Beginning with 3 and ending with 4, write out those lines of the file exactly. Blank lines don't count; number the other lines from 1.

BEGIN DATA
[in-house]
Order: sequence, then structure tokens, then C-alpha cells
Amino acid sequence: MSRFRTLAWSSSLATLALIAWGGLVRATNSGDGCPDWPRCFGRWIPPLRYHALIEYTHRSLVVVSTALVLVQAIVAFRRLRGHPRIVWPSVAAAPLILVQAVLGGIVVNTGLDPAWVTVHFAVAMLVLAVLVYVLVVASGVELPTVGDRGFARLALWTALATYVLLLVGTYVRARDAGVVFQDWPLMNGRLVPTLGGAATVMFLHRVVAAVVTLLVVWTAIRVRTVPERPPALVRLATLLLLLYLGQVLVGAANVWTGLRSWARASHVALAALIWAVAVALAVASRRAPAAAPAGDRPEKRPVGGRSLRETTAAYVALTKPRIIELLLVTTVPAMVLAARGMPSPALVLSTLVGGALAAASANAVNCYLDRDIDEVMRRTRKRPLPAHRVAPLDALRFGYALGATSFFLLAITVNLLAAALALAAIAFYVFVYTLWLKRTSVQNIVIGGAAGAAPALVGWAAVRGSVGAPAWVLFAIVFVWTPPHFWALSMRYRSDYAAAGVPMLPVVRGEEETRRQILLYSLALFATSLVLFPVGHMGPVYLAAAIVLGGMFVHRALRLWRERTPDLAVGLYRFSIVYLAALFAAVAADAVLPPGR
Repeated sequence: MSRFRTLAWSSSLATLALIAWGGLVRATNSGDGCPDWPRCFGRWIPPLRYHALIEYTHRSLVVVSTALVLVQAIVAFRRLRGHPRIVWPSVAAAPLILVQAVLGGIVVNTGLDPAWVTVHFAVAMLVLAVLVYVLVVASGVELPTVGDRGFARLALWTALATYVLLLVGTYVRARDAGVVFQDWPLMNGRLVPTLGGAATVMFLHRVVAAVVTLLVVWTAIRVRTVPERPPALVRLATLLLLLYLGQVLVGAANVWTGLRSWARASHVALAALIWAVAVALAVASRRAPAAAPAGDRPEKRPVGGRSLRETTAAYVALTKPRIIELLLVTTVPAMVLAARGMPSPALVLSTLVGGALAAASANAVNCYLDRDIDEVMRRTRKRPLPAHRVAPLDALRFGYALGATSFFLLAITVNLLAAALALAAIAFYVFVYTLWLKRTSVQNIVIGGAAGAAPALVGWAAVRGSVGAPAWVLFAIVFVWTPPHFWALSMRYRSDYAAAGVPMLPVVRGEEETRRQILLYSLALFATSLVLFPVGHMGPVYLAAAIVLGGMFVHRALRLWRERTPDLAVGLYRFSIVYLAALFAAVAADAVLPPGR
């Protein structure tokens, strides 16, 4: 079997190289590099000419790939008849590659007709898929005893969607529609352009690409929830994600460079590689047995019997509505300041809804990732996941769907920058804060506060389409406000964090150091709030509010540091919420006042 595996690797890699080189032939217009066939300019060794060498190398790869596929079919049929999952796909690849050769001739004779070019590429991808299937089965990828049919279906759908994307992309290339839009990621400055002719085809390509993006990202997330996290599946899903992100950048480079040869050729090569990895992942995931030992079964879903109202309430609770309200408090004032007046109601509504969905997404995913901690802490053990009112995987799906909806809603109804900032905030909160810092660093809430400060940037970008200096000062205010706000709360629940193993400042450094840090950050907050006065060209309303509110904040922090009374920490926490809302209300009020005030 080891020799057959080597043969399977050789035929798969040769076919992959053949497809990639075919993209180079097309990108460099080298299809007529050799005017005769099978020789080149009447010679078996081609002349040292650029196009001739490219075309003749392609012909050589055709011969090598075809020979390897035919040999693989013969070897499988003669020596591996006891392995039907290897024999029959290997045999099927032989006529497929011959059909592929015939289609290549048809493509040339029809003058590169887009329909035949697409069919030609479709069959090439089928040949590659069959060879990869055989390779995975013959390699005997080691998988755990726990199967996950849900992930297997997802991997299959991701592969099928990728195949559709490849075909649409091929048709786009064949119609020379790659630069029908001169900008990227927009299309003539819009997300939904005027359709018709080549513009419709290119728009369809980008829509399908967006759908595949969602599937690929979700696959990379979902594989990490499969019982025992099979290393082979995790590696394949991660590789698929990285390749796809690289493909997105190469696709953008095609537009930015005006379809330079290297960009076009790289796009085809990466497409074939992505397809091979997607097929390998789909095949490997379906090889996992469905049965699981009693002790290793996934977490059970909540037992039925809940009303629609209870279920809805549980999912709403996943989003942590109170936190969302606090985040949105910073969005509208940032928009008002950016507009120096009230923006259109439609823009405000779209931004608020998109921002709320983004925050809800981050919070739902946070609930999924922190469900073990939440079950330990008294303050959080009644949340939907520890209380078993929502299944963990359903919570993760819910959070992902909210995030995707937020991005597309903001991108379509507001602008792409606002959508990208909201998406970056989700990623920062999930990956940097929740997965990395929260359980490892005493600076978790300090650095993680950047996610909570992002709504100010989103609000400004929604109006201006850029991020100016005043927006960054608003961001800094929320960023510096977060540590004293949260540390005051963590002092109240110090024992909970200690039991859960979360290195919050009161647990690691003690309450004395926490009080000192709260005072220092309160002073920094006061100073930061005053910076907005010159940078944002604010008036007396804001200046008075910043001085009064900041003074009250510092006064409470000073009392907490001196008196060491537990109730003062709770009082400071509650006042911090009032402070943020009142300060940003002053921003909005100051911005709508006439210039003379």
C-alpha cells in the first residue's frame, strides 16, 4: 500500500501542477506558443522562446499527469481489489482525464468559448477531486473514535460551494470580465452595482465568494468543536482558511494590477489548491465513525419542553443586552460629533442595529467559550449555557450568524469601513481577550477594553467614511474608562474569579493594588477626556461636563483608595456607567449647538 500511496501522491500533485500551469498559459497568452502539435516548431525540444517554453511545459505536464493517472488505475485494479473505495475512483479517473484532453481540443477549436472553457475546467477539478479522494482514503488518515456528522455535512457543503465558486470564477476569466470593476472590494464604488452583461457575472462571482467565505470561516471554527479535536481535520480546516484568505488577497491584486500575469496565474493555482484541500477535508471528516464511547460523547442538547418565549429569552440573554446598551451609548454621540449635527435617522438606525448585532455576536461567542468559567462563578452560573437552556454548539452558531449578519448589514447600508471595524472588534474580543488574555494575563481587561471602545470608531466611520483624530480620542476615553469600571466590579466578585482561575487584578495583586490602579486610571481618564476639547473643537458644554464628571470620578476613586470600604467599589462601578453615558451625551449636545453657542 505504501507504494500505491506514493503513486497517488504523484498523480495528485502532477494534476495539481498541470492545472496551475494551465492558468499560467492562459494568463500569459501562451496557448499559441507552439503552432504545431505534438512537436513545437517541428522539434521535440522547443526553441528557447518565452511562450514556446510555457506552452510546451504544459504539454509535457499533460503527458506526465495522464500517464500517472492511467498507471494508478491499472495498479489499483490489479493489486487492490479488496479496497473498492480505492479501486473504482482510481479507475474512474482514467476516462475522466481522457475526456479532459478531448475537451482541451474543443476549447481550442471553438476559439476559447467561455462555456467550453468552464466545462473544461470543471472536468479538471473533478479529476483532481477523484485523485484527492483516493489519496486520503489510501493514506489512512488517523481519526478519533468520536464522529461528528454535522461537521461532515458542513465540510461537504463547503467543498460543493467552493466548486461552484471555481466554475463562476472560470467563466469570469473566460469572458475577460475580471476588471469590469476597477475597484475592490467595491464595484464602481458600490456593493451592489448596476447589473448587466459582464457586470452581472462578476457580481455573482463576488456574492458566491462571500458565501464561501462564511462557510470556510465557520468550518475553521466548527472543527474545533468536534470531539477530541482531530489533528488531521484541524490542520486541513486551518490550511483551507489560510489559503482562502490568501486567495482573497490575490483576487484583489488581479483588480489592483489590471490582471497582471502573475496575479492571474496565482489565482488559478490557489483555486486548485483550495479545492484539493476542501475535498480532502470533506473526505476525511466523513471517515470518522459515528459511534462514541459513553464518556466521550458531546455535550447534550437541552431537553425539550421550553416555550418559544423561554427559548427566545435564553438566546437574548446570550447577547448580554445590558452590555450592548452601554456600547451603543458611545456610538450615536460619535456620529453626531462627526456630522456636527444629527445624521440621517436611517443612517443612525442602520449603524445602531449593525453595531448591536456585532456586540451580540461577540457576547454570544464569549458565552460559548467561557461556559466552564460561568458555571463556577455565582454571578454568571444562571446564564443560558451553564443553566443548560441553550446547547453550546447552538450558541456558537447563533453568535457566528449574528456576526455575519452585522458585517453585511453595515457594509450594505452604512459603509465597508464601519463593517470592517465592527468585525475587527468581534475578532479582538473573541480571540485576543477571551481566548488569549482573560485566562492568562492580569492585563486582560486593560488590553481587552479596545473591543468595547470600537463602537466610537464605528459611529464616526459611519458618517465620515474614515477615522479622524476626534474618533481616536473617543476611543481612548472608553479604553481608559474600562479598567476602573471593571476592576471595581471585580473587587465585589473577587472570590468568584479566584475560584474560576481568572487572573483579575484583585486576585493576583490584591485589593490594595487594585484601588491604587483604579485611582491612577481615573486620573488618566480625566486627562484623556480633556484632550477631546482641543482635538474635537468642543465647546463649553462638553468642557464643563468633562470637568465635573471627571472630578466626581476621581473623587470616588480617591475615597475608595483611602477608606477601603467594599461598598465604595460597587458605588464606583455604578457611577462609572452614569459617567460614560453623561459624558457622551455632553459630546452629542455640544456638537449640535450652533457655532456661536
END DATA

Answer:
Amino acid sequence: MSRFRTLAWSSSLATLALIAWGGLVRATNSGDGCPDWPRCFGRWIPPLRYHALIEYTHRSLVVVSTALVLVQAIVAFRRLRGHPRIVWPSVAAAPLILVQAVLGGIVVNTGLDPAWVTVHFAVAMLVLAVLVYVLVVASGVELPTVGDRGFARLALWTALATYVLLLVGTYVRARDAGVVFQDWPLMNGRLVPTLGGAATVMFLHRVVAAVVTLLVVWTAIRVRTVPERPPALVRLATLLLLLYLGQVLVGAANVWTGLRSWARASHVALAALIWAVAVALAVASRRAPAAAPAGDRPEKRPVGGRSLRETTAAYVALTKPRIIELLLVTTVPAMVLAARGMPSPALVLSTLVGGALAAASANAVNCYLDRDIDEVMRRTRKRPLPAHRVAPLDALRFGYALGATSFFLLAITVNLLAAALALAAIAFYVFVYTLWLKRTSVQNIVIGGAAGAAPALVGWAAVRGSVGAPAWVLFAIVFVWTPPHFWALSMRYRSDYAAAGVPMLPVVRGEEETRRQILLYSLALFATSLVLFPVGHMGPVYLAAAIVLGGMFVHRALRLWRERTPDLAVGLYRFSIVYLAALFAAVAADAVLPPGR
Repeated sequence: MSRFRTLAWSSSLATLALIAWGGLVRATNSGDGCPDWPRCFGRWIPPLRYHALIEYTHRSLVVVSTALVLVQAIVAFRRLRGHPRIVWPSVAAAPLILVQAVLGGIVVNTGLDPAWVTVHFAVAMLVLAVLVYVLVVASGVELPTVGDRGFARLALWTALATYVLLLVGTYVRARDAGVVFQDWPLMNGRLVPTLGGAATVMFLHRVVAAVVTLLVVWTAIRVRTVPERPPALVRLATLLLLLYLGQVLVGAANVWTGLRSWARASHVALAALIWAVAVALAVASRRAPAAAPAGDRPEKRPVGGRSLRETTAAYVALTKPRIIELLLVTTVPAMVLAARGMPSPALVLSTLVGGALAAASANAVNCYLDRDIDEVMRRTRKRPLPAHRVAPLDALRFGYALGATSFFLLAITVNLLAAALALAAIAFYVFVYTLWLKRTSVQNIVIGGAAGAAPALVGWAAVRGSVGAPAWVLFAIVFVWTPPHFWALSMRYRSDYAAAGVPMLPVVRGEEETRRQILLYSLALFATSLVLFPVGHMGPVYLAAAIVLGGMFVHRALRLWRERTPDLAVGLYRFSIVYLAALFAAVAADAVLPPGR